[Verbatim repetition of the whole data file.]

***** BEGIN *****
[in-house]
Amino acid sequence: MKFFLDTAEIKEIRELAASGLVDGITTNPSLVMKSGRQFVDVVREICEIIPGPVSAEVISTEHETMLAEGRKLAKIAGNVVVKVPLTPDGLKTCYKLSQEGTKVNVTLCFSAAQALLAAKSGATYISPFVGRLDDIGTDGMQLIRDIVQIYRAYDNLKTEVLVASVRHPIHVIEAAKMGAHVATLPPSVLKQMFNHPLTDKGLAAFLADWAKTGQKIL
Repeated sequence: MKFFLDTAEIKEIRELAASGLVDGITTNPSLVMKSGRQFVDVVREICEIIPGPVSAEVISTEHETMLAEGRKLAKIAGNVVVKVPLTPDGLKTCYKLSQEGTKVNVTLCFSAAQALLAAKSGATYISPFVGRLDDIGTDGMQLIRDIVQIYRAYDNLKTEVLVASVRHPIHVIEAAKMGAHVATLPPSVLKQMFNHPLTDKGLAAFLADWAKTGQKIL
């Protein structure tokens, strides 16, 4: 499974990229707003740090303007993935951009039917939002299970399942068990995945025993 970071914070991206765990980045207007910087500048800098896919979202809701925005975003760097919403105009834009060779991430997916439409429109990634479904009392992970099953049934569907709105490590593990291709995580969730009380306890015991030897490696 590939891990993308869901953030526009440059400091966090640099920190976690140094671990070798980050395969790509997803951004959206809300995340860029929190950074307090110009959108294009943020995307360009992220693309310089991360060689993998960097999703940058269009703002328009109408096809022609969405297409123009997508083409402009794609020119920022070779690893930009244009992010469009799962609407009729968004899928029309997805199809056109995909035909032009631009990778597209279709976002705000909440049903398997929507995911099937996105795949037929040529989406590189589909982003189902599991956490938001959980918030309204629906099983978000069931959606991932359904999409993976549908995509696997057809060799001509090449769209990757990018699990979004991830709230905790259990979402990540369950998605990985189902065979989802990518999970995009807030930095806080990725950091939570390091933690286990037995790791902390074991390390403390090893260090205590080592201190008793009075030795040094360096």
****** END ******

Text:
[in-house]
Amino acid sequence: MKFFLDTAEIKEIRELAASGLVDGITTNPSLVMKSGRQFVDVVREICEIIPGPVSAEVISTEHETMLAEGRKLAKIAGNVVVKVPLTPDGLKTCYKLSQEGTKVNVTLCFSAAQALLAAKSGATYISPFVGRLDDIGTDGMQLIRDIVQIYRAYDNLKTEVLVASVRHPIHVIEAAKMGAHVATLPPSVLKQMFNHPLTDKGLAAFLADWAKTGQKIL
Repeated sequence: MKFFLDTAEIKEIRELAASGLVDGITTNPSLVMKSGRQFVDVVREICEIIPGPVSAEVISTEHETMLAEGRKLAKIAGNVVVKVPLTPDGLKTCYKLSQEGTKVNVTLCFSAAQALLAAKSGATYISPFVGRLDDIGTDGMQLIRDIVQIYRAYDNLKTEVLVASVRHPIHVIEAAKMGAHVATLPPSVLKQMFNHPLTDKGLAAFLADWAKTGQKIL
């Protein structure tokens, strides 16, 4: 499974990229707003740090303007993935951009039917939002299970399942068990995945025993 970071914070991206765990980045207007910087500048800098896919979202809701925005975003760097919403105009834009060779991430997916439409429109990634479904009392992970099953049934569907709105490590593990291709995580969730009380306890015991030897490696 590939891990993308869901953030526009440059400091966090640099920190976690140094671990070798980050395969790509997803951004959206809300995340860029929190950074307090110009959108294009943020995307360009992220693309310089991360060689993998960097999703940058269009703002328009109408096809022609969405297409123009997508083409402009794609020119920022070779690893930009244009992010469009799962609407009729968004899928029309997805199809056109995909035909032009631009990778597209279709976002705000909440049903398997929507995911099937996105795949037929040529989406590189589909982003189902599991956490938001959980918030309204629906099983978000069931959606991932359904999409993976549908995509696997057809060799001509090449769209990757990018699990979004991830709230905790259990979402990540369950998605990985189902065979989802990518999970995009807030930095806080990725950091939570390091933690286990037995790791902390074991390390403390090893260090205590080592201190008793009075030795040094360096």